This book provides a convenient, single source for all citizens concerned about political terrorism who want to accurately understand both the nature of terrorism as a socio-political phenomenon and the major threats, trends, and conundrums posed by terrorism, including:
I. Terrorism in America
II. Nuclear, biological and chemical terrorism
III. The Internet as a terrorist medium
IV. The psychology of suicide bombers
V. The sociological nature of terrorist groups, organizations, and networks
VI. Governmental counter-terrorism policy
VII. The conflict between security and freedom in a terrorist environment
VIII. Jihad and other Islamic militant cultures and philosophies
IX. Posttraumatic stress disorder and other psychiatric reactions to terrorism
Since September 11, 2001from the moment suicidal Islamic militants rammed hijacked passenger planes into the World Trade Center twin towers and the PentagonAmerica has been in a costly war against terrorism that seemingly has no end. And most citizens have been preoccupied with uncertainty, fear, and a flood of new questions that have altered their perceptions of self, current behaviors, and future plans. Among the questions of great concern are: How widespread is political terrorism and will we be attacked again in the near future? Can we combat terrorism without losing our democratic freedoms? What can we do to defend ourselves against biological, chemical and nuclear terrorism? Is there anything governments can really do to win the war on terrorism, or is this insidious form of violence here to stay, a constant feature of our world in the 21st century?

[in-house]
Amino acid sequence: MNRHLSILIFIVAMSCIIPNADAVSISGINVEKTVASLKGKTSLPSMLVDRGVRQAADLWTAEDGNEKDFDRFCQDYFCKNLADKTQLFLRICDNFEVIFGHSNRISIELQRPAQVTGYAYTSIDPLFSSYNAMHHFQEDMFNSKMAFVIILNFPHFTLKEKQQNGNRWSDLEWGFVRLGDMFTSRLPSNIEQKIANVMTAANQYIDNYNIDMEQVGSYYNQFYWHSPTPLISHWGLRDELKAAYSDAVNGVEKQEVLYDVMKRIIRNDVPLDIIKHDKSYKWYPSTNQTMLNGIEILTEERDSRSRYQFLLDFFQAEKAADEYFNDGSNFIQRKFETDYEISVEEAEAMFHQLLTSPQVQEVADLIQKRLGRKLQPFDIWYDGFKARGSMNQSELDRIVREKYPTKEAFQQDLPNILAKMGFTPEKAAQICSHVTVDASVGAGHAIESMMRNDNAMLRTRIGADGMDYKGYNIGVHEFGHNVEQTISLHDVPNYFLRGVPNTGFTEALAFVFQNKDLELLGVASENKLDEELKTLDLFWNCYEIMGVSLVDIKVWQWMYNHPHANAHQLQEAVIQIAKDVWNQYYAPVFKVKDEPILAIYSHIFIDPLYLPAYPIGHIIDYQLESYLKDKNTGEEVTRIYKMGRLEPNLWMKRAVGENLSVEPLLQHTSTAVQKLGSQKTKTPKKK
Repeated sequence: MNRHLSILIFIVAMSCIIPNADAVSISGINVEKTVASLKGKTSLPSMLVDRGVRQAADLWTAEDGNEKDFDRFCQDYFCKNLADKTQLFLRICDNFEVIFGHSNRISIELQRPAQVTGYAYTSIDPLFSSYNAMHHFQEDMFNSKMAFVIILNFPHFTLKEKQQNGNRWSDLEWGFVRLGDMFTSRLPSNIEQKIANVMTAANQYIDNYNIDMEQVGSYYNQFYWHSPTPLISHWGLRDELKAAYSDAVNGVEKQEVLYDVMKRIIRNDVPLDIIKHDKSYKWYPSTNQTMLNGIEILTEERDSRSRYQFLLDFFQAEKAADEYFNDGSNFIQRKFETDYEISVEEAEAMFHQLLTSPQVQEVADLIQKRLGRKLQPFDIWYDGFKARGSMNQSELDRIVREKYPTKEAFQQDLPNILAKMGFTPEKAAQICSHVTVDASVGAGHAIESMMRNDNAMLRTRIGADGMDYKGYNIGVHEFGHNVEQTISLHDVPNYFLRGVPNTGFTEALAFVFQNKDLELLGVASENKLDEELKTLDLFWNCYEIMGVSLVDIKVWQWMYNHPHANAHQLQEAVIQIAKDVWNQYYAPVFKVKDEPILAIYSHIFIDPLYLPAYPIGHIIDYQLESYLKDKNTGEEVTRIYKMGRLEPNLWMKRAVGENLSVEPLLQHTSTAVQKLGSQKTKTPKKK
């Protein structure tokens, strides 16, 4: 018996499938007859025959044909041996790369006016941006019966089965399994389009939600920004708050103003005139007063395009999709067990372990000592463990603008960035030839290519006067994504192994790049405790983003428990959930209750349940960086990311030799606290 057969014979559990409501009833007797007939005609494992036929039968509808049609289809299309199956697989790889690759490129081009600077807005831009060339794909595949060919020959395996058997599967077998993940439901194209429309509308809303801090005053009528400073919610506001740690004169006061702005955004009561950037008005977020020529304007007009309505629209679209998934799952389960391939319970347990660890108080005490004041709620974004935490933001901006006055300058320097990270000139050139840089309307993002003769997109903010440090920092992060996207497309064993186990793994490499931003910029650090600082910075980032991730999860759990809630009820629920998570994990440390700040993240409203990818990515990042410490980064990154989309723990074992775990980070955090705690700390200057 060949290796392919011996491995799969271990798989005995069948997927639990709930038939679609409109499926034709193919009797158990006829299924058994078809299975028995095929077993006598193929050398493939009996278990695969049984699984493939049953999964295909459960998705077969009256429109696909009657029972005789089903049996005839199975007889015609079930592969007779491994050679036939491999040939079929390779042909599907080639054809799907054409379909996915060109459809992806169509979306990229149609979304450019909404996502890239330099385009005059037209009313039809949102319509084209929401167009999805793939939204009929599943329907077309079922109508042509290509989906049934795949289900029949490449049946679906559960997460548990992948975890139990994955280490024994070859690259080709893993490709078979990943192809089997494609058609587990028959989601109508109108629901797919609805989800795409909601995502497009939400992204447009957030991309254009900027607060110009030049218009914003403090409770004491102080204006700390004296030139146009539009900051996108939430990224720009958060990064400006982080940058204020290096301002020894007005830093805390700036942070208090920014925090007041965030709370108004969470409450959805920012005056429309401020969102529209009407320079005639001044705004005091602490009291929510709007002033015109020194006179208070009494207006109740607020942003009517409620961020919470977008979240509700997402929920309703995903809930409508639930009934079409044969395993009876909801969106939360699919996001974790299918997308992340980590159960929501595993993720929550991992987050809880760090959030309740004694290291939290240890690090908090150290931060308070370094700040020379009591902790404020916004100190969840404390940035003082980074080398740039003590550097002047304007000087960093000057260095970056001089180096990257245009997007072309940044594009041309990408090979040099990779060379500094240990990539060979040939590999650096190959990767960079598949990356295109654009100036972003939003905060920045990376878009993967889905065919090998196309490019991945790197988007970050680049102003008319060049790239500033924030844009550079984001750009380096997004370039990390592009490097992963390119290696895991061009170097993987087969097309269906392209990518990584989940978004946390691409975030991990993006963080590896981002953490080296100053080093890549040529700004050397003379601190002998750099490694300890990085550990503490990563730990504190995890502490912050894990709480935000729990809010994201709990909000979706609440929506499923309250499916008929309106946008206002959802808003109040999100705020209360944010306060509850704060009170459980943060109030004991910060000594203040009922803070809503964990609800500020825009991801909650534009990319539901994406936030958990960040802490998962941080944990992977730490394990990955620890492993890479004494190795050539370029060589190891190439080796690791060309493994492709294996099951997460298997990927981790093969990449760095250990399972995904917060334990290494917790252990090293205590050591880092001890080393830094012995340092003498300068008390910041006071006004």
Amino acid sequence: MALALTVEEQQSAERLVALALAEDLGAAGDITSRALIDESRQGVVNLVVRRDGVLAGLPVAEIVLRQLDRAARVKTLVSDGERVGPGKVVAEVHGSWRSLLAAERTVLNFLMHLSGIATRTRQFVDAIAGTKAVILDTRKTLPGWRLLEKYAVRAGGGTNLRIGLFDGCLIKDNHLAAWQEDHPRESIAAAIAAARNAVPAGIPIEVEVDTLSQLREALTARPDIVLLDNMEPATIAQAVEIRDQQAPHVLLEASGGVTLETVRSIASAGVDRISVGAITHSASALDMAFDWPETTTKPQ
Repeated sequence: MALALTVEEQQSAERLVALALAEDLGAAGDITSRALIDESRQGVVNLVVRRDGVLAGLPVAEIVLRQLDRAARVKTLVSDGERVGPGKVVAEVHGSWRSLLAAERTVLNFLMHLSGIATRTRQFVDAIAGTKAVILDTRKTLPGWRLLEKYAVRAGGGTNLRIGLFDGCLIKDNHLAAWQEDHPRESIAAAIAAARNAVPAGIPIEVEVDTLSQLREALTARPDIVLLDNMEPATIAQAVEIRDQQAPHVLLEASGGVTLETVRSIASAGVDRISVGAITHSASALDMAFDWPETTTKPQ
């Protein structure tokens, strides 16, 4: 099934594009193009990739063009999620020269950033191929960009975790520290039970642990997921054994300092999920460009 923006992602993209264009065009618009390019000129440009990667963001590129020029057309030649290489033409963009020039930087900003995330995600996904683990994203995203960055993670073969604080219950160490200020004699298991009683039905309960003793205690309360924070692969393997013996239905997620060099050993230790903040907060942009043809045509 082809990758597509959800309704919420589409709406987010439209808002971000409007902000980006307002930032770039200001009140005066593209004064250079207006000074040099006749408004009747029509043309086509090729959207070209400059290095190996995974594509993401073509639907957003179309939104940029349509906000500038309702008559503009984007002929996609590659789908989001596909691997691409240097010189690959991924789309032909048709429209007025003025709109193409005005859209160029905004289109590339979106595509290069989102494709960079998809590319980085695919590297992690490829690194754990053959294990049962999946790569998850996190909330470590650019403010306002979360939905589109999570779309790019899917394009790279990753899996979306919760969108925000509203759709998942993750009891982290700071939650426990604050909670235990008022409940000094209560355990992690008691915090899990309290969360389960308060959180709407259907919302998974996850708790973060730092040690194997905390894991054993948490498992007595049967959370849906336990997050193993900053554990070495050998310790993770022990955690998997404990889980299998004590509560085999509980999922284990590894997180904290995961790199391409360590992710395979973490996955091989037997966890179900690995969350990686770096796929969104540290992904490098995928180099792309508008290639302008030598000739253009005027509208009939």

Harvey W. Kushner, Ph.D. is an internationally recognized author, government consultant, and spokesperson on political terrorism. His latest books include Terrorism in America, The Future of Terrorism, and the Encyclopedia of Terrorism. He also edits an annual issue on terrorism for the American Behavioral Scientist. Kushner received his doctoral degree in political science from New York University, and is currently professor and chair of the Department of Criminal Justice and Security Administration at Long Island University.